PSE routinely holds community meetings with individuals, neighborhoods, cities and other stakeholder groups, often with representatives of local jurisdictions and/or agencies. These meetings are designed to inform the public about projects as well as gather and respond to feedback. Comment cards are also available for individuals to provide project feedback.
Community meetings may include:
- Routing workshops
- Public open houses
- Online open houses
- Pre-construction open houses
PSE also performs general outreach to residents and business owners in areas affected by the project, typically through:
- Neighborhood briefings
- Newsletters, flyers and postcards
- Door hangers
- Traveling informational kiosks
- Project update text messages and emails
- Targeted outreach to traditionally underrepresented populations
Members of the public can provide feedback about projects in the following ways:
- Attending community meetings and speaking with project staff or submitting a comment card
- Visiting a PSE project info booth at community events
- Sending an email
- Leaving a voicemail
Community Advisory Group
Depending on the type and or size of the project, a Community Advisory Group may be formed. These are typically comprised of representatives of community groups and stakeholders that reflect the diverse interests of areas affected by the project, including but not limited to:
- Residential or neighborhood organizations
- Schools or school districts
- Social service organizations
- Religious organizations
- Cultural organizations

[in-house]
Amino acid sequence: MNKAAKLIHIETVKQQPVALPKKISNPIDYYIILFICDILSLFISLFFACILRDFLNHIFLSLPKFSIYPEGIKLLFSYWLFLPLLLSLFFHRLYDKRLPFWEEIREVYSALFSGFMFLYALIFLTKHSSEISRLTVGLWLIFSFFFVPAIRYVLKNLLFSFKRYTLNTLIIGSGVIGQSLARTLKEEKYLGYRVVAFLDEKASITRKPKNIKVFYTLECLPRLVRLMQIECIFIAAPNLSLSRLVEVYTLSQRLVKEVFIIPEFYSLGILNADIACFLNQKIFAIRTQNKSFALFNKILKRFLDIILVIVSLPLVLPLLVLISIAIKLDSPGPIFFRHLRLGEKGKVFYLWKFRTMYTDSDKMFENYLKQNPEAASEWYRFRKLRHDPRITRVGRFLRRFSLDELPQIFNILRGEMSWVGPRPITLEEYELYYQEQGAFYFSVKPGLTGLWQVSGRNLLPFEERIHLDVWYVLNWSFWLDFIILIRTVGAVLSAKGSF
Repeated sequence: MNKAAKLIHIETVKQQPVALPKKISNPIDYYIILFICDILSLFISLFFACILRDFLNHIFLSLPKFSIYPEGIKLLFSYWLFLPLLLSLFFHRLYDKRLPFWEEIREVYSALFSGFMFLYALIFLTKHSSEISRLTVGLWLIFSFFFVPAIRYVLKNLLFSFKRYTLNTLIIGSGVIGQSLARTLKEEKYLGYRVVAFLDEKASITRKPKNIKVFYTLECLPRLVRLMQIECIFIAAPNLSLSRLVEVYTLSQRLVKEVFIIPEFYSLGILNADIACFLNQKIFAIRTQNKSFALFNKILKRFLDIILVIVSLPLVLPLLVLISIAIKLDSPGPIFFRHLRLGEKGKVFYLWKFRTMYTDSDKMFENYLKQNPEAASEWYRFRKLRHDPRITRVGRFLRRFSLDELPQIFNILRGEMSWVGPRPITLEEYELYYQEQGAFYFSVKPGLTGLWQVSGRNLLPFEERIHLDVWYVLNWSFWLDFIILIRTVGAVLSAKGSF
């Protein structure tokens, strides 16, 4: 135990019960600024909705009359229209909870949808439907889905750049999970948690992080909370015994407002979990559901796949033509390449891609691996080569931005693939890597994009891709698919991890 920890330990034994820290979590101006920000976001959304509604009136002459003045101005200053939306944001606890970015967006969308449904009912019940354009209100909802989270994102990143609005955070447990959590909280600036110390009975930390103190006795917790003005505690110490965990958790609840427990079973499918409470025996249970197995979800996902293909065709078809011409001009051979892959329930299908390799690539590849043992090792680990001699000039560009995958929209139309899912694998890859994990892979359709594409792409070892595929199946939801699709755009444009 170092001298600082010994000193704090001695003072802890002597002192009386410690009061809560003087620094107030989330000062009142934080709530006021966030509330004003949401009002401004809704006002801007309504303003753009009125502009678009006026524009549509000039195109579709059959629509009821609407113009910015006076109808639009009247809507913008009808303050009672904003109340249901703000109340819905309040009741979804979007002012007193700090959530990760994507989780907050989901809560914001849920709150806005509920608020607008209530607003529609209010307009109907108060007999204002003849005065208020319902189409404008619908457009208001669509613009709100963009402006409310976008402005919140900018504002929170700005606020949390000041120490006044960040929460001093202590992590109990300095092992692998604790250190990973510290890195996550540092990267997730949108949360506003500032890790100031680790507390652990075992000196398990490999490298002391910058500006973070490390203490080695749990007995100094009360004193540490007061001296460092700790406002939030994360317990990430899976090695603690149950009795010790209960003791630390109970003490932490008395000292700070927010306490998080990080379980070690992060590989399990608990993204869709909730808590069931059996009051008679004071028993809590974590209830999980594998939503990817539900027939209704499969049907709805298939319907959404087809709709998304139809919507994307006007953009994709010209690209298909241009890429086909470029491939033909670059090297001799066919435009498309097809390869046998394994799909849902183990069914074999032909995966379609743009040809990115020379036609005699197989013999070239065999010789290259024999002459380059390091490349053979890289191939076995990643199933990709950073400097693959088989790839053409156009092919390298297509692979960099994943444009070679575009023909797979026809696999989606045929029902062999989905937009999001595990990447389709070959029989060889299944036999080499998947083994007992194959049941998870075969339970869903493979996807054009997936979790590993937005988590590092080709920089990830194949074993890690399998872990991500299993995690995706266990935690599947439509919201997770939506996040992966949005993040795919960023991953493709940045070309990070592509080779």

- Environmental organizations
- Economic development organizations
- Property developers
- Major commercial or industrial operators
The goals of a Community Advisory Group are to:
- Learn about the project needs and potential solutions
- Identify and assess community values in the context of evaluating attributes of the new project, including but not limited to:
- Maximizing use of existing system infrastructure
- Site of new equipment (if required), including both geographic (location) and topographic (above/below ground) factors
- Health and safety
- Environmental impact
- Develop a final recommendation for PSE's consideration
Depending on the size of the project, Sub-Area Committees that represent affected geographic areas may be called upon to assist the Community Advisory Group in understanding specific sub-area values, concerns and considerations.
Community Advisory Group meetings are always open to the public and include an opportunity for public comment.
Community event appearances
To directly engage with and inform the public about projects in relaxed, informal settings, PSE often makes appearances at numerous community events, often including an info booth or table. Individuals can discuss the project with PSE team members and view or receive documents such as fact sheets, maps or other visual aids.
Once initial public discussion is completed, PSE takes all feedback and the final recommendation of the Community Advisory Group (if a group was formed) under consideration when determining the best solution to meet energy needs. We strive to balance the needs of customers, property owners, business owners and the greater community with our own.